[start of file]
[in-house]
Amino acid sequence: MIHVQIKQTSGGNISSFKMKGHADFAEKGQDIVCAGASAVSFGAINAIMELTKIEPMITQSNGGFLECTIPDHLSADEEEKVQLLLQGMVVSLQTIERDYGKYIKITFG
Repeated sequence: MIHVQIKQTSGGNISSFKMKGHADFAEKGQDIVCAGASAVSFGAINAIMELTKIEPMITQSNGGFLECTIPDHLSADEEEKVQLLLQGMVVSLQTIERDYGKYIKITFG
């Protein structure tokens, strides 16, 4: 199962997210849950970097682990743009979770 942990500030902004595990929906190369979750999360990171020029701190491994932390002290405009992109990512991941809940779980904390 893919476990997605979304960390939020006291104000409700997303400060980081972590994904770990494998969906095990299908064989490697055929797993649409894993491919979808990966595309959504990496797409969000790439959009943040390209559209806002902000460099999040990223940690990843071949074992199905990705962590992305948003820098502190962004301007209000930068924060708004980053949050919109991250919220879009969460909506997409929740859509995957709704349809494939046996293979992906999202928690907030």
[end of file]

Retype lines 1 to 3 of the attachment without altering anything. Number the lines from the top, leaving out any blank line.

[in-house]
Amino acid sequence: MIHVQIKQTSGGNISSFKMKGHADFAEKGQDIVCAGASAVSFGAINAIMELTKIEPMITQSNGGFLECTIPDHLSADEEEKVQLLLQGMVVSLQTIERDYGKYIKITFG
Repeated sequence: MIHVQIKQTSGGNISSFKMKGHADFAEKGQDIVCAGASAVSFGAINAIMELTKIEPMITQSNGGFLECTIPDHLSADEEEKVQLLLQGMVVSLQTIERDYGKYIKITFG